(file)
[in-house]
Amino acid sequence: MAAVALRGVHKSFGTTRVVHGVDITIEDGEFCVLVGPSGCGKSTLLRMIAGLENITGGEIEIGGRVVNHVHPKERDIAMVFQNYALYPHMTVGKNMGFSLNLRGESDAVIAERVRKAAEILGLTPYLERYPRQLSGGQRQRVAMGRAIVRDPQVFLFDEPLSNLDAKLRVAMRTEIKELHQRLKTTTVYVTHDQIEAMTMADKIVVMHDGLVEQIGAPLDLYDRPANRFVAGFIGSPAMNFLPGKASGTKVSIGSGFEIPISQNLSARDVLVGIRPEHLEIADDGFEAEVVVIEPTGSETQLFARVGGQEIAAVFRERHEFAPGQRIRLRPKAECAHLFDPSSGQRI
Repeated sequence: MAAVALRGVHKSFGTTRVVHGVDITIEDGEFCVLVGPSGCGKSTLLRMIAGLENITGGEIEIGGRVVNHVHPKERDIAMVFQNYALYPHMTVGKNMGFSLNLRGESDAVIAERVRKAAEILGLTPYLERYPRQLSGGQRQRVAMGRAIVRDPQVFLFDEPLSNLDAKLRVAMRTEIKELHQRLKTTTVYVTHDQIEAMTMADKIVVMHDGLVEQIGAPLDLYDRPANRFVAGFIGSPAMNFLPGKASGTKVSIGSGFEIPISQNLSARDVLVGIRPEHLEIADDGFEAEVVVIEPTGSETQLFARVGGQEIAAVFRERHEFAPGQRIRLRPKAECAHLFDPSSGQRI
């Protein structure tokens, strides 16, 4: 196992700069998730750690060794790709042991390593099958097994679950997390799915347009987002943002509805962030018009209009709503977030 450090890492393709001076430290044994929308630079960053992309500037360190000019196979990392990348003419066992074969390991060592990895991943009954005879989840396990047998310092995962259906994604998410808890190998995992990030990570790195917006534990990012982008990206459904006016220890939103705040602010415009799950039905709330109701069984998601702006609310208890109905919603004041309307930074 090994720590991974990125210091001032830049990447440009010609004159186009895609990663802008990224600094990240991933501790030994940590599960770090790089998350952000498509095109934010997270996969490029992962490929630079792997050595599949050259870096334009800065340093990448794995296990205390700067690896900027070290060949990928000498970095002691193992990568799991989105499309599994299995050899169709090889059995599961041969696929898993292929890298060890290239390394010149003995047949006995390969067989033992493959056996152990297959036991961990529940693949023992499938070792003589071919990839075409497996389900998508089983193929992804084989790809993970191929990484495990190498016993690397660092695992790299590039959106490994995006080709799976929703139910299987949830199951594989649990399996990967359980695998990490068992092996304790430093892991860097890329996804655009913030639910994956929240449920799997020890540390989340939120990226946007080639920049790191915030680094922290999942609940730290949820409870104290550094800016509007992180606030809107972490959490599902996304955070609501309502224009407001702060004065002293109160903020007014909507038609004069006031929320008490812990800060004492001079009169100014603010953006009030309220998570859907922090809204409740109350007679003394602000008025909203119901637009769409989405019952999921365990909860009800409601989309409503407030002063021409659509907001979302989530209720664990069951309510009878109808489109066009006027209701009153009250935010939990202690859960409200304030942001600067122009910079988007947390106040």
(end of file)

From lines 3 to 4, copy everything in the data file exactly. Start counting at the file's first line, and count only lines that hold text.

Repeated sequence: MAAVALRGVHKSFGTTRVVHGVDITIEDGEFCVLVGPSGCGKSTLLRMIAGLENITGGEIEIGGRVVNHVHPKERDIAMVFQNYALYPHMTVGKNMGFSLNLRGESDAVIAERVRKAAEILGLTPYLERYPRQLSGGQRQRVAMGRAIVRDPQVFLFDEPLSNLDAKLRVAMRTEIKELHQRLKTTTVYVTHDQIEAMTMADKIVVMHDGLVEQIGAPLDLYDRPANRFVAGFIGSPAMNFLPGKASGTKVSIGSGFEIPISQNLSARDVLVGIRPEHLEIADDGFEAEVVVIEPTGSETQLFARVGGQEIAAVFRERHEFAPGQRIRLRPKAECAHLFDPSSGQRI
């Protein structure tokens, strides 16, 4: 196992700069998730750690060794790709042991390593099958097994679950997390799915347009987002943002509805962030018009209009709503977030 450090890492393709001076430290044994929308630079960053992309500037360190000019196979990392990348003419066992074969390991060592990895991943009954005879989840396990047998310092995962259906994604998410808890190998995992990030990570790195917006534990990012982008990206459904006016220890939103705040602010415009799950039905709330109701069984998601702006609310208890109905919603004041309307930074 090994720590991974990125210091001032830049990447440009010609004159186009895609990663802008990224600094990240991933501790030994940590599960770090790089998350952000498509095109934010997270996969490029992962490929630079792997050595599949050259870096334009800065340093990448794995296990205390700067690896900027070290060949990928000498970095002691193992990568799991989105499309599994299995050899169709090889059995599961041969696929898993292929890298060890290239390394010149003995047949006995390969067989033992493959056996152990297959036991961990529940693949023992499938070792003589071919990839075409497996389900998508089983193929992804084989790809993970191929990484495990190498016993690397660092695992790299590039959106490994995006080709799976929703139910299987949830199951594989649990399996990967359980695998990490068992092996304790430093892991860097890329996804655009913030639910994956929240449920799997020890540390989340939120990226946007080639920049790191915030680094922290999942609940730290949820409870104290550094800016509007992180606030809107972490959490599902996304955070609501309502224009407001702060004065002293109160903020007014909507038609004069006031929320008490812990800060004492001079009169100014603010953006009030309220998570859907922090809204409740109350007679003394602000008025909203119901637009769409989405019952999921365990909860009800409601989309409503407030002063021409659509907001979302989530209720664990069951309510009878109808489109066009006027209701009153009250935010939990202690859960409200304030942001600067122009910079988007947390106040």